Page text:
It’s the first time in a long time that I’ve heard a chef say these two things: “I don’t have trouble finding staff” and “I actually have pretty good work-life balance.”

I also don’t often sit on the grass of the Royal Botanic Gardens talking to a chef, but that’s where I find myself getting to know Charlie Carrington, chef and owner of South Yarra restaurant Atlas Dining.

He asked me to meet him at the Tan as he loves a run, and it’s the track here he pounds most mornings. He says it’s “good for me and good for my work”, and it’s his work that’s caught the attention of many food lovers in Melbourne, for a few reasons.

One, his ambitious restaurant focuses on a single cuisine for only four months at a time, changing the menu completely for each round. (He started with Vietnamese cuisine and he’s currently serving an Israeli-inspired menu). And two – he’s just 23 years old.

It’s clear Carrington has something you don’t come across often in someone so young. It’s not just passion; for a certain type of chef, it’s the long hours and busy service in which they thrive. They need people around them who feel the same way. Carrington has found his tribe early.

“I would watch cooking shows on TV, and YouTube things like Gordon Ramsay – he’s an idol of mine. And I loved the intensity of how they worked,” he says.

“I like the energy [of the industry]. It’s hard, it’s tough, it’s challenging and it’s very addictive.”

When he was 15 and still at school, he scored a job at Stokehouse in St Kilda, and after eight months of prioritising the kitchen over his homework, he left school.

“I would try to find ways to leave school early to get into the kitchen,” he recalls. “Mum and Dad weren’t happy at first, but it wasn’t really a question, it was something that just had to be.”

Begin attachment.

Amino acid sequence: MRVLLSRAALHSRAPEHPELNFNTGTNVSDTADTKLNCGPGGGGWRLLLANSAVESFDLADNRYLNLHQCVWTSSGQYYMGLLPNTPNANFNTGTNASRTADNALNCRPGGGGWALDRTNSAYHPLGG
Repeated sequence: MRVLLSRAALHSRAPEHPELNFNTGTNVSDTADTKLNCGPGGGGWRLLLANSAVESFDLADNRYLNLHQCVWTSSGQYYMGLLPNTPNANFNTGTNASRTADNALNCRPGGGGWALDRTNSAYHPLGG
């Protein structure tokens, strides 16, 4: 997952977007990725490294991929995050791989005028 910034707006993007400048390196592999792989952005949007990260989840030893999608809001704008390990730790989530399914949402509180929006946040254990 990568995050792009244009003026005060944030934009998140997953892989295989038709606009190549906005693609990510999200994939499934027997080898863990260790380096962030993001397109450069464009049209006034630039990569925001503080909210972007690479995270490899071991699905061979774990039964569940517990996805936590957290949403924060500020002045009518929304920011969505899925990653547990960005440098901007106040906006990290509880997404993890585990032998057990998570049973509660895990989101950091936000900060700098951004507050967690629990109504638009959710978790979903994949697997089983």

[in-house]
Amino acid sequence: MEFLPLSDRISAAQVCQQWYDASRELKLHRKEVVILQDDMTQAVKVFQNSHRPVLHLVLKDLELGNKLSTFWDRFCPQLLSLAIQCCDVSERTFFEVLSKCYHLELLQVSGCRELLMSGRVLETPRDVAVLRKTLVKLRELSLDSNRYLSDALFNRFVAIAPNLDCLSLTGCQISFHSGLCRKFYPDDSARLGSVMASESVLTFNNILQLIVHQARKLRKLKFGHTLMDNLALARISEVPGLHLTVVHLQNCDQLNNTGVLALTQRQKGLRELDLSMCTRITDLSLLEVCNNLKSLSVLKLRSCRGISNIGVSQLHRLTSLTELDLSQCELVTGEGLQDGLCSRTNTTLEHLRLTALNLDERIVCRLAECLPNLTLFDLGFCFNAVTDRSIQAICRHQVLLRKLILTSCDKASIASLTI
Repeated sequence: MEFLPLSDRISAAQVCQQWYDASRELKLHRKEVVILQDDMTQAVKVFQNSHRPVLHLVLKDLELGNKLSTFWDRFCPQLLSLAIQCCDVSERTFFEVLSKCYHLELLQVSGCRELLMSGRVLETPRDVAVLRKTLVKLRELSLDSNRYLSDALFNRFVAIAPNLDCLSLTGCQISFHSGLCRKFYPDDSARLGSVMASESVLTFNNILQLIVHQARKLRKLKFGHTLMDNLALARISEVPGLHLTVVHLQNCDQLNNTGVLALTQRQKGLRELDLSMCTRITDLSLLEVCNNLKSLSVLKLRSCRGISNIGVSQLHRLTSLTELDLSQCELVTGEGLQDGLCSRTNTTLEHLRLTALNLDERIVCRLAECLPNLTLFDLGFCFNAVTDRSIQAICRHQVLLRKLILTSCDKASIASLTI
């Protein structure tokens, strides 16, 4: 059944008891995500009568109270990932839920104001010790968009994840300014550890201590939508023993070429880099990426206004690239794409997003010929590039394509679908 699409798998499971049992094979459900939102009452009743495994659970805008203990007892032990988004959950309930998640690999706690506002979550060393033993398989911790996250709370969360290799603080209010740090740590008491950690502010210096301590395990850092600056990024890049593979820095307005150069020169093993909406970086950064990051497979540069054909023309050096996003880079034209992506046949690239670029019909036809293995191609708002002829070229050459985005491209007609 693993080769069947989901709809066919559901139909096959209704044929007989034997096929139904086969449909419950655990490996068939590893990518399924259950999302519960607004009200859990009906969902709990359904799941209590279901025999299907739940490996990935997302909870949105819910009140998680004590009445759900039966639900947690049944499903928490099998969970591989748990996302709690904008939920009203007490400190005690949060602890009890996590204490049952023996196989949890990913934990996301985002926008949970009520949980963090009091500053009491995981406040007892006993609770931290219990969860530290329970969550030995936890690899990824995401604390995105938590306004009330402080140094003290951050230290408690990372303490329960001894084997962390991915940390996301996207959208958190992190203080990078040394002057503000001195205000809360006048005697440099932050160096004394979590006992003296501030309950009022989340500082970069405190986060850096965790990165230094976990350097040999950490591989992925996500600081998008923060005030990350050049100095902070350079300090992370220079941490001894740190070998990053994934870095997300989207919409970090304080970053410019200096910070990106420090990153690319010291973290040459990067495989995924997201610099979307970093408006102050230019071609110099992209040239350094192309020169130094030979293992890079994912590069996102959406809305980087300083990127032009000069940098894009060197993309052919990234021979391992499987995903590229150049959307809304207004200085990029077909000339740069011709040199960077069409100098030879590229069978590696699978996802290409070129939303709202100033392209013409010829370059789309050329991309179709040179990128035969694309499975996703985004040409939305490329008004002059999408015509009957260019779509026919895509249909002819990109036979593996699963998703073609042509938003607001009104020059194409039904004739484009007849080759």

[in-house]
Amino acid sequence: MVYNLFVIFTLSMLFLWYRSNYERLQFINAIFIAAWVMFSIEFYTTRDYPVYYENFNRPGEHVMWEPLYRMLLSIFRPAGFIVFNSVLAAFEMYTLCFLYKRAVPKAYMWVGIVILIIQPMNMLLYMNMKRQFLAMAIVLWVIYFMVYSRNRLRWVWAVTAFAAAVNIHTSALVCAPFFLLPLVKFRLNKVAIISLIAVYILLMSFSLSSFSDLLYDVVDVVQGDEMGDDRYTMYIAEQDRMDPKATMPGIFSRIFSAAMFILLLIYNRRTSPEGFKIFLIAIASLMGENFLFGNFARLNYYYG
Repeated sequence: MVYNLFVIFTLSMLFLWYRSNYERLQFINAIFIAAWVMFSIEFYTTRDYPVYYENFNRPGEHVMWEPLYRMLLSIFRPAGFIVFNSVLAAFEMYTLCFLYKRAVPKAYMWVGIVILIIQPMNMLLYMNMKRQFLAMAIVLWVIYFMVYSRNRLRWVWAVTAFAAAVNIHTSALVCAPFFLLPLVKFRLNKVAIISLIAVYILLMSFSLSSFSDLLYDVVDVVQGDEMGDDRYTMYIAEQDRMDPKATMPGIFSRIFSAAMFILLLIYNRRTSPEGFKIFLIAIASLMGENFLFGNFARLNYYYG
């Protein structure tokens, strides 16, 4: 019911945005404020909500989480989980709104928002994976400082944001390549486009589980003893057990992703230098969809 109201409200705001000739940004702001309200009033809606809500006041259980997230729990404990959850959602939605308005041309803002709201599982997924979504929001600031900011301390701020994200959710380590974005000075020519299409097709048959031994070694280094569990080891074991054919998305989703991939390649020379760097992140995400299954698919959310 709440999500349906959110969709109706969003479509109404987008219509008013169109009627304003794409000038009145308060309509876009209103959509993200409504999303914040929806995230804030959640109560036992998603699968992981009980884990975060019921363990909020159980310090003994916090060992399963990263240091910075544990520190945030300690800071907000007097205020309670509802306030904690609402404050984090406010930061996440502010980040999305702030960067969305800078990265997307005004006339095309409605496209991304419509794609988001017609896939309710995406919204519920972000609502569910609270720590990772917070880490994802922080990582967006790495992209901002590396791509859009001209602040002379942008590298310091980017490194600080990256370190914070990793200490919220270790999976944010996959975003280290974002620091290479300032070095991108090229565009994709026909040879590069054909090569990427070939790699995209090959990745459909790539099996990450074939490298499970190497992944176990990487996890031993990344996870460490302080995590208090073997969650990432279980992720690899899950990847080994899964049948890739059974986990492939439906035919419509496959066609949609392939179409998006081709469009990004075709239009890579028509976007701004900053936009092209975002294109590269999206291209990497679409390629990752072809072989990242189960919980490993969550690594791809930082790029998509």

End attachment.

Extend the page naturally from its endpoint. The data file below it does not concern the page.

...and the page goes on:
At 16 he sent an email to Gordon Ramsay’s Royal Hospital Road restaurant in London and landed a three-week “stage” – a temporary job where chefs work in a high-end restaurants for no pay, but loads of experience.

He returned to Melbourne and landed a trial at Shannon Bennett’s Vue de Monde, where he arrived early and stayed late, which didn’t go unnoticed.

“Cory [Campbell, the head chef at the time] came up to me, looked me in the eye and said ‘I’m not hiring you because you have any skill at all, but because you want to be here.’” Carrington stayed for 18 months, under both Campbell and chef Clinton McIver. (McIver now owns Amaru in Armadale).

After Vue, he worked in the kitchen at Sydney’s now-closed Marque under Mark Best. Victor Liong (now an owner and chef at Lee Ho Fook), was cooking there at the time and has become one of Carrington’s mentors, popping in to Atlas and offering advice and tips such as “when to serve a particular course to highlight it, rather than have it lost.”

After a stint at Clayton Bowls Club with McIver, Carrington went on “the big trip” – an eight-month journey across South America, North America, Europe and Asia that involved work for six restaurants and eventually laid the groundwork for Atlas Dining. Various cuisines have so much to offer – why not express that in a regularly changing menu?

His restaurant on Commercial Road has been open for roughly six months. He thinks the constantly changing menu is one reason he has no trouble keeping staff as there is “ always something new to learn and think about.”

There were some early-stage hiccups (“we had a few people work with us who didn’t take it seriously in the first couple of months”) but he and his team have settled into a routine. He manages to squeeze in a run or gym session in the morning, which helps clear his head.

Carrington has been in the industry for only seven years, but at the level he’s worked, he’s seen what burn-out can do to chefs and kitchen staff.

“Yep, drugs, drinking, they’re all common. It is a matter of finding other ways to wind down, so running really helps.”

It may also help that Atlas is open for just five dinners a week.

“It might not be the best financial decision but it means we make that one service a day the best it can be,” he says.

He has plans for more venues, including one called Colours of Atlas, which will have more casual versions of the food he serves in South Yarra. (“Why spend all that time learning about a country and its cuisine and not keep cooking it?”) He doesn’t know when he’ll open the first one, but says it will be “within one kilometre of Atlas Dining, and then we’ll open more, eventually around the world”.

Grand, global plans may seem naive for one so young, but for some reason it doesn’t feel that way when Carrington says it. He understands the industry in the way of a seasoned professional. He’s already found balance, and staff, so there’s no reason to doubt he’ll do it.

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